ICM in the frame of Centre for Materials Modelling workshop
Modern Methods of Materials Science Modelling
Workshop will begin on Tuesday,
September 6, 2005 at 11.00.
The workshop will be held at the Warsaw University, ICM,
Al. Zwirki i Wigury 93, 02-089 Warsaw, Poland
(for more information about the workshop location -
how to get to, see www: http://www.icm.edu.pl/eng/about/).
The workshop to be held at the Warsaw University is an international event, intended mostly for the postgraduate and PhD students as well as young scientist specialising in the modelling of materials.
The workshop will provide an opportunity for young scientists to learn structural and elastic properties investigations from first principles (ab initio) calculations and to introduce to methods of computer simulation in meso and macro scale.
All participants are welcome to discuss the research problems encountered in computational materials science.
We will expose some propositions of mathematical models for phase transformations' mechanisms, expressed in the language of partial differential equations and of discrete lattices. The first of the phenomena is spinodal decomposition, which is a conservative process, observed in macroscale. The second one is an order-disorder transition, that might be observed only in microscale. The mathematical models start from van der Waals (1893) and refer to equations known as Cahn-Hilliard and Allen-Cahn.
Finite Element Method (FEM) has become widely applied to numerical solving of models including partial differential equations. In this talk an application of FEM to problems in the materials modlling will be outlined. A short practical introduction to FEM will be given, followed by elementary examples. Finally, numerical simulations of diffusion-driven structure formation phenomena governed by Cahn-Hilliard models will be presented.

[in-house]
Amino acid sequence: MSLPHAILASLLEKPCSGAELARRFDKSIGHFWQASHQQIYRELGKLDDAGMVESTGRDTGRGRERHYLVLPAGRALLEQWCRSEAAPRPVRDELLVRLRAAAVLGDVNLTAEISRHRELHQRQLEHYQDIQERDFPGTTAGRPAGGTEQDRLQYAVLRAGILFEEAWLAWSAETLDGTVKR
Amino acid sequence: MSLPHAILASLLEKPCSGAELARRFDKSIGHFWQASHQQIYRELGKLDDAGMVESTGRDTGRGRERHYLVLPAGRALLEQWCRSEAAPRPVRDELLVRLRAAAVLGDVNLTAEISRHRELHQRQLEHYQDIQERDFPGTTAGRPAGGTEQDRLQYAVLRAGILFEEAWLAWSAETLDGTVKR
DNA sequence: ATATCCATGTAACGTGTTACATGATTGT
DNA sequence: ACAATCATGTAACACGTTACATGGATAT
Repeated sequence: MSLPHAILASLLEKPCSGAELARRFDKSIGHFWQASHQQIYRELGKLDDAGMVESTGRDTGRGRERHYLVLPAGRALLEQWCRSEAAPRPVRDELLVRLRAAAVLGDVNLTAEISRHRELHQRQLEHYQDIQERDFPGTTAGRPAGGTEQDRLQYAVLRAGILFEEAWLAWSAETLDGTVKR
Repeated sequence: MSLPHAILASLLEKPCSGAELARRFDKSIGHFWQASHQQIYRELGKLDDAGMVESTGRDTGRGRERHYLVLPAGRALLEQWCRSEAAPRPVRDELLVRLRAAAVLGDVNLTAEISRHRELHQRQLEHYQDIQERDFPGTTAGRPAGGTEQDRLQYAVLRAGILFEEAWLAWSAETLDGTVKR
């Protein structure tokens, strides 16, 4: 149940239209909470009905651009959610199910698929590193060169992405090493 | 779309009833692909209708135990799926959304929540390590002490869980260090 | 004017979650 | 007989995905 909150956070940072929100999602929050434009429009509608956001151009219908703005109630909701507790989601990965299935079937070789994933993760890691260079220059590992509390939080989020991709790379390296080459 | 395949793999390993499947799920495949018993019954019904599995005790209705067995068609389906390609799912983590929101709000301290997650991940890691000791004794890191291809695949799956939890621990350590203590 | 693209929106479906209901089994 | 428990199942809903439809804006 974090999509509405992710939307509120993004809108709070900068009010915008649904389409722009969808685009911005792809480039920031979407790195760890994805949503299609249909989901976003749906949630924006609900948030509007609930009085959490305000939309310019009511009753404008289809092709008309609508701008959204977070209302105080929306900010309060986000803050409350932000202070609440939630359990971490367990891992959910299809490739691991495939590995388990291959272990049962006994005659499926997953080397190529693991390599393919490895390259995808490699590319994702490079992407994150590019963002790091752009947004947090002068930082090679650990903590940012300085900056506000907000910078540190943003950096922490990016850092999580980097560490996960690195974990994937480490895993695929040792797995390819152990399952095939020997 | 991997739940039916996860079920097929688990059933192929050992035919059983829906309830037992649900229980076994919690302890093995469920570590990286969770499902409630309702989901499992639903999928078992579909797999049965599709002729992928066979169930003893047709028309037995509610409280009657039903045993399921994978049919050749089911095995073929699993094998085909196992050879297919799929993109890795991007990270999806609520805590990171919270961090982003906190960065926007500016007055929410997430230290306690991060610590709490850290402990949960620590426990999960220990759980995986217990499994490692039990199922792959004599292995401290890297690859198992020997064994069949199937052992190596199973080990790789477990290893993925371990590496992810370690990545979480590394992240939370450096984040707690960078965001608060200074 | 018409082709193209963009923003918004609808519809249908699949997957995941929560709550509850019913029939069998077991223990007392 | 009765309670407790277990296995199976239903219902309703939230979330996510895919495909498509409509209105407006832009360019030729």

In this talk a short introduction to ab-initio methods for simulations in solids will be given. Particularly the framework of density functional theory (DFT) will be outlined. This theoretical introduction will be followed by a brief overview of existing DFT software packages and their functionality. Finally, as an example of practical engineering problem, application of the above techniques to calculating the elastic properties of materials will be discussed.
MedeA is an environment for computer-assisted design of materials. The name MedeA stands for 'Materials Exploration and Design Analysis' and these words aptly describe MedeA's function. MedeA focuses on the properties of solids, surfaces and interfaces of inorganic materials and properties, but can also be applied to organic matter.
MedeA software can be applied to bulk materials, layered materials, interfaces and to surfaces, including surface chemistry and chemical reactions. Amorphous materials can be treated within a supercell model, where amorphous domains are replicated with periodic boundary conditions. The validity of this approach depends of course on the
size of the repeated cell and the type of system and property.
Participation in the workshop is free of charge and the
number of participants is limited by the size of the teaching laboratory.
Registration by e-mail: firstname.lastname@example.org
M.Sc. Robert Sot
for Mathematical and Computational Modelling